Lisa - I've been told by numerous breeders to wait until at least 8 weeks, some say 12 weeks so that they fully develop their urinary system. In wethers castrated early blockage can be a big problem. I think we'll do him at 8 weeks.

Logan is being great! He is even getting up early to do the morning feeding, which is hard on him.

Anonymous said...

Absolutely adorable,congrats!!!

linda m said...

They are so cute! The milking stand is awesome - great job:) I'm glad Logan is taking his responsibilties so seriously. He sure is growing up.

CeeCee said...

Me thinks Orion would be a good bedmate for Logan. (naughty grin).
It looks like your 'farm dreams' have turned into a bit of a nightmare this week. You'll hit the top of the learning curve quick enough and it will be second nature.
They are beautiful goats. Congratulations on the newest additions.

Laughing Orca Ranch said... I need to look that one up, Christy. Everyone tells you different stuff, don't they?
As you know I am involved with the SW Nigerian Goat Association and all the breeders involved do their castrations early. I can't understand why removing the scrotum (which is basically a container for semen) would do anything to affect urinary blockages or problems. Very interesting.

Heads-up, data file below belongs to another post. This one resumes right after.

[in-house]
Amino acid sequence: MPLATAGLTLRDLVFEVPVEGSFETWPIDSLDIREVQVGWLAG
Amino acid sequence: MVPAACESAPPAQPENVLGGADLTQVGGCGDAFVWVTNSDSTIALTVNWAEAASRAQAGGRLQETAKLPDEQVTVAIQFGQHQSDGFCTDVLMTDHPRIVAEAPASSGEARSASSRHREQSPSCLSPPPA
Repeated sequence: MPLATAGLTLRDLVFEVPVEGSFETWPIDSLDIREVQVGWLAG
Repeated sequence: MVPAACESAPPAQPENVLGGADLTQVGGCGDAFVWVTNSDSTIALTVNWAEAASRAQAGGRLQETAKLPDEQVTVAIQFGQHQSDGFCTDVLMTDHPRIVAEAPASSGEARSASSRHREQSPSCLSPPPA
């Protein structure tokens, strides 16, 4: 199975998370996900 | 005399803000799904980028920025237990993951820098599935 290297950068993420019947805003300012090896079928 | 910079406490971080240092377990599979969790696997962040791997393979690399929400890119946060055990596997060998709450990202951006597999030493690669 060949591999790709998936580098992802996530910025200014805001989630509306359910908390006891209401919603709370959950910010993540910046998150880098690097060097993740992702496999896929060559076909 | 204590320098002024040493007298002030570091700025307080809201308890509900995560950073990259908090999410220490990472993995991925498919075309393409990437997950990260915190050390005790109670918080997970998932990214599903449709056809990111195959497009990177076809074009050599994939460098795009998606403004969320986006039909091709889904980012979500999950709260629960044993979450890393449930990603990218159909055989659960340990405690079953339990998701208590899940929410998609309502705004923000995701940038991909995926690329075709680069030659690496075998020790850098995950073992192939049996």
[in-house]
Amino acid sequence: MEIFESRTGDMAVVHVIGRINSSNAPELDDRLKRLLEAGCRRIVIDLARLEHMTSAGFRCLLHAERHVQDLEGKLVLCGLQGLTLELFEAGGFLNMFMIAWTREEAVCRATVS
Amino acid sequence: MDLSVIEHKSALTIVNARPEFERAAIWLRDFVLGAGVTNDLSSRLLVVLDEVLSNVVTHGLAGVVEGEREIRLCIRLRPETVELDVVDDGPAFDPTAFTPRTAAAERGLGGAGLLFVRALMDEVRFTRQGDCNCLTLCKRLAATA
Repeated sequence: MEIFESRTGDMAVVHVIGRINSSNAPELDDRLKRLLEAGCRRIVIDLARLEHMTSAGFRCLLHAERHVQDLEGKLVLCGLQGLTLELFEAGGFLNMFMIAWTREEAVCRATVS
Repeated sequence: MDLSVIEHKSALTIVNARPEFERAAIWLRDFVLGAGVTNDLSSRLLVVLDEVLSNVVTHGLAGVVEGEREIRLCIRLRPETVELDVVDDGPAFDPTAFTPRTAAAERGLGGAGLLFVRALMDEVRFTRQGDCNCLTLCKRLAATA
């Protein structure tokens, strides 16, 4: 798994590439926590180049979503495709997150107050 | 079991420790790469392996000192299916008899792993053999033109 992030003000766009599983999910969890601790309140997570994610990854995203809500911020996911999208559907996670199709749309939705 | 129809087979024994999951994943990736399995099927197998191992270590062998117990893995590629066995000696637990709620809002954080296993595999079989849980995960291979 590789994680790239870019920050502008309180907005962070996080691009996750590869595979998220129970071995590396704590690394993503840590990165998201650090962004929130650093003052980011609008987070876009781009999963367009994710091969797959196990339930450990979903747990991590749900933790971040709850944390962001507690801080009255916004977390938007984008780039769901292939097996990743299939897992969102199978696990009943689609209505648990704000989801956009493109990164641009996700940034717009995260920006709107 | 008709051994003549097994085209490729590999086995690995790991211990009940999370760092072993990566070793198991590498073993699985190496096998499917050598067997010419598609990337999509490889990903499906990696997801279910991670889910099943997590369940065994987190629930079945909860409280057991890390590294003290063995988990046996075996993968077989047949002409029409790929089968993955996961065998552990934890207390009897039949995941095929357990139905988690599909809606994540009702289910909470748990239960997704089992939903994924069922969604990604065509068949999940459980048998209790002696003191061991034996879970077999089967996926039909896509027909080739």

The big thing I would be mostly concerned about Orion is mating with Aurora. I am aware of bucklings that have tried to mate as early as 2 months, but the average sexual maturity is about 3 months. So keep an eye on that little stinker, eh? lol!

Oh! And has Logan been helping you milk Aurora, too? What a big boy he's getting to be.


Laughing Orca Ranch said...

Hey Christy, you were right about the urethra information. I did some research, because I was so curious. It seems that the hormones in the testicles helps the urethra to grow larger, but that castrating should be done by 4weeks of age unless you plan to separate the buckling from any does.
Bucklings can and will breed any does, including their own Mother at 7 weeks of age.

Here's where I found this. I love Fias Co Farm for goat info! :)

Fias Co Farm Castrating Bucklings

Have fun..and thanks for making me do some brain work today. lol!

Christy said...

Lisa - Thanks for information. The woman we got him from suggested 7 or 8 weeks as the time to castrate him so I'll make it closer to 7 weeks.

Jennifer said...

Congrats on the new goats! They look very nice. You guys did a good job on that milk stand, it looks great! Did you say you were planting cherry trees? Just in case you don't know wilted cherry leaves are poisonous to goats, so if you trim any limbs don't throw them over for the goats to eat.

ashok said...

Looks like you have found your piece of Heaven. Good for you!

Anonymous said...

Congrats on the new additions, christy!! They're adorable.

Linda said...

Thanks for sharing the link to this post! I'll be following along. Now I need to catch up!